Picture this: You're in a meeting with your boss and other high-level executives championing an idea that could dramatically reduce costs for your organization in the long run. However, it requires some up-front investment and that has some executives on the fence, but suddenly, one of the participants with whom you've developed a friendly relationship speaks up to support your idea. After the endorsement, everyone else jumps on board and you get the go-ahead to move forward.

Cultivating allies at work can be invaluable. These employees are in your corner and will work to support your ideas, share knowledge, influence others on your behalf and offer protection, friendship and advice. A network of positive, supportive allies can help you achieve your goals and advance your career by helping win key projects and make strong connections.

How to Find Allies

Building business relationships takes time, because they must be built on a foundation of mutual trust and respect. Be prepared to commit yourself and be patient to the establishment process.

1. Become an Ally to Others
Before you start seeking help from others, offer help yourself. Giving of your time, advice, and energy generates a feeling of goodwill amongst your colleagues and makes people were willing to help you in the future.

Keep in mind that allies can help in very subtle or very obvious ways. You could stay late to help a colleague finish a project, commiserate with someone who had a rough day, mentor a new recruit, or be a sounding board for new ideas. The more you give of yourself, the more help you'll find available when you need it.

2. Brainstorm Possible Allies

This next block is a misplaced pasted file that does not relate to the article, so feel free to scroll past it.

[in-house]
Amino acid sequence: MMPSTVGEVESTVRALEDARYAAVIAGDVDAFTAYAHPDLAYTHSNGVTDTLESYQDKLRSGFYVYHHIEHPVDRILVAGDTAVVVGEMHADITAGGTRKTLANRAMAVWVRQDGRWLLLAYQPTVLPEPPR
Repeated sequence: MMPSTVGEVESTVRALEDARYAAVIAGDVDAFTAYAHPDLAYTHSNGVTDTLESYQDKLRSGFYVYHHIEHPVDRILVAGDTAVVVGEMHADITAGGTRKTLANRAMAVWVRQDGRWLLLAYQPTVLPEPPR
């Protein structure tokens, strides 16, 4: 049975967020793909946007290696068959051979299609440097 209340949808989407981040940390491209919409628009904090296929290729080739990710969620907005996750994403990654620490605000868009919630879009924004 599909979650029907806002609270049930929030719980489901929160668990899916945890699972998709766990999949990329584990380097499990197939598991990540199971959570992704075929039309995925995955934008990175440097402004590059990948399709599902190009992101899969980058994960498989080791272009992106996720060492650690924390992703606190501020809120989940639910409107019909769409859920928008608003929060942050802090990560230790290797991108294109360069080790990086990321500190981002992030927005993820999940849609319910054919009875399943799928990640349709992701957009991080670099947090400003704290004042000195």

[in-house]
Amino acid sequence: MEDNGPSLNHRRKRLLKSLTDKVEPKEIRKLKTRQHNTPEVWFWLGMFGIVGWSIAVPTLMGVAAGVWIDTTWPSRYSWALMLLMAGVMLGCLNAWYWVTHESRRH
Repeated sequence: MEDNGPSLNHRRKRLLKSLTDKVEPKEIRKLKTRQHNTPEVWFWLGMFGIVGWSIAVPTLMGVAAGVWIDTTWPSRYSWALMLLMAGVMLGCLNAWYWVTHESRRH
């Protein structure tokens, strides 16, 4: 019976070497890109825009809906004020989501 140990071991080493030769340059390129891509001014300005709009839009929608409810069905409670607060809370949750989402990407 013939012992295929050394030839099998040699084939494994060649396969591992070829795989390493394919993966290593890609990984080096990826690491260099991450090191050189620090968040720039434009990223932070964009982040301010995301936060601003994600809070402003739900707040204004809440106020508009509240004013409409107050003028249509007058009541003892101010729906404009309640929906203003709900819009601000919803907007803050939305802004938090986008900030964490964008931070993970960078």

Potential allies can come from all levels in the workforce and assist you in a range of ways. For instance, your boss's executive assistant could tip you off to the boss's mood when you need to ask a favor. An ally at a local media station could make sure your press release gets in the hands of the right people. Or, a valuable client could provide referrals for your organization's product or service.

Make a list of professionals inside and outside your organization who might be useful allies, and be sure to include:

  • Colleagues
  • Your boss
  • Senior management
  • Support staff
  • Trade group professionals
  • Vendors or suppliers
  • Media professionals
  • Clients or customers
  • Family members and friends
  • Government officials
  • Mentors

Use tools and social media marketing sites such as Facebook (FB), LinkedIn, and Twitter to seek potential allies. To help narrow the list, look for people who share your interests, values and goals. But be sure to cast your net wide enough to get a diverse group of allies.

3. Cultivate Relationships
Once you've identified potential allies, build new relationships and cultivate existing ones. Volunteer your help when an opportunity presents itself and treat everyone you encounter with respect. Don't gossip or spread sensitive information - not only does this damage trust, but it could turn a potential ally into someone who mistrusts you.

 Also make a point to do no less than what you say you with efficiency and high quality.   And always express gratitude for the help you receive, this will help to develop your workplace communication skills as well.

Having a network of allies can help your work go smoothly or vault you to the top. However, it's important to always remember that an alliance should be mutually beneficial. Never assume or take for granted that an ally will always be in your corner; they have responsibilities and commitments of their own to consider. But the more you cultivate these relationships, the more often one or more of your allies will have your back.

If you have a network of allies at work, how did you find them? How have you built and nurtured these relationships?

Heather Levin is a contributor for Money Crashers, where she writes about topics including small business, green technology, careers, and economic policy.